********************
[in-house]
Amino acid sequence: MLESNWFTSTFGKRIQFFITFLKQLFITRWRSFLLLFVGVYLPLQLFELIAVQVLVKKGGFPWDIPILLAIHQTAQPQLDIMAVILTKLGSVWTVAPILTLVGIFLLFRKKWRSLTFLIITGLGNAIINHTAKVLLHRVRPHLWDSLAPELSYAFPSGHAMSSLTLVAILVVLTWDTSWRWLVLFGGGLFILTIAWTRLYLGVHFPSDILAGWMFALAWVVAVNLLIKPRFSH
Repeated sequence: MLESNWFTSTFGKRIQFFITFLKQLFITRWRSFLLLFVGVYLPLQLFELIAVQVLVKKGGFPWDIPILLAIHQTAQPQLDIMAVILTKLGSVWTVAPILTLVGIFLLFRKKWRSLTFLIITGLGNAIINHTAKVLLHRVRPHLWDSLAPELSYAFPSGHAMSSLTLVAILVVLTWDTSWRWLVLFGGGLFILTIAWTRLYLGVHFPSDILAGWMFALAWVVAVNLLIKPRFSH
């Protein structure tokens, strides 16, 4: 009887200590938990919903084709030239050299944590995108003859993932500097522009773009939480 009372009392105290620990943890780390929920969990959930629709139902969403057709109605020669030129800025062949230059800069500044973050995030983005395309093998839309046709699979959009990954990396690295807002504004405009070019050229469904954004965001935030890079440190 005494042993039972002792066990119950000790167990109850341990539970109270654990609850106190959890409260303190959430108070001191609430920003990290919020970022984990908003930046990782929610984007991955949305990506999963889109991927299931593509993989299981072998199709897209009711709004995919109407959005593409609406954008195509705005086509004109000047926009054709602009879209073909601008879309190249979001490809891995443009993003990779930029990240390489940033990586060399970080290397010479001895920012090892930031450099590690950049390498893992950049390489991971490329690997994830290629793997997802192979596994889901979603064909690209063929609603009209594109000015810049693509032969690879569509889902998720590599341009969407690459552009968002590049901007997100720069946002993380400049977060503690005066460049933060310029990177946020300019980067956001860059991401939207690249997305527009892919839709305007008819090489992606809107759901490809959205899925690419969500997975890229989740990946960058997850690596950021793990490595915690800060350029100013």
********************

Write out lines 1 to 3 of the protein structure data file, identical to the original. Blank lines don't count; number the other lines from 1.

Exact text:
[in-house]
Amino acid sequence: MLESNWFTSTFGKRIQFFITFLKQLFITRWRSFLLLFVGVYLPLQLFELIAVQVLVKKGGFPWDIPILLAIHQTAQPQLDIMAVILTKLGSVWTVAPILTLVGIFLLFRKKWRSLTFLIITGLGNAIINHTAKVLLHRVRPHLWDSLAPELSYAFPSGHAMSSLTLVAILVVLTWDTSWRWLVLFGGGLFILTIAWTRLYLGVHFPSDILAGWMFALAWVVAVNLLIKPRFSH
Repeated sequence: MLESNWFTSTFGKRIQFFITFLKQLFITRWRSFLLLFVGVYLPLQLFELIAVQVLVKKGGFPWDIPILLAIHQTAQPQLDIMAVILTKLGSVWTVAPILTLVGIFLLFRKKWRSLTFLIITGLGNAIINHTAKVLLHRVRPHLWDSLAPELSYAFPSGHAMSSLTLVAILVVLTWDTSWRWLVLFGGGLFILTIAWTRLYLGVHFPSDILAGWMFALAWVVAVNLLIKPRFSH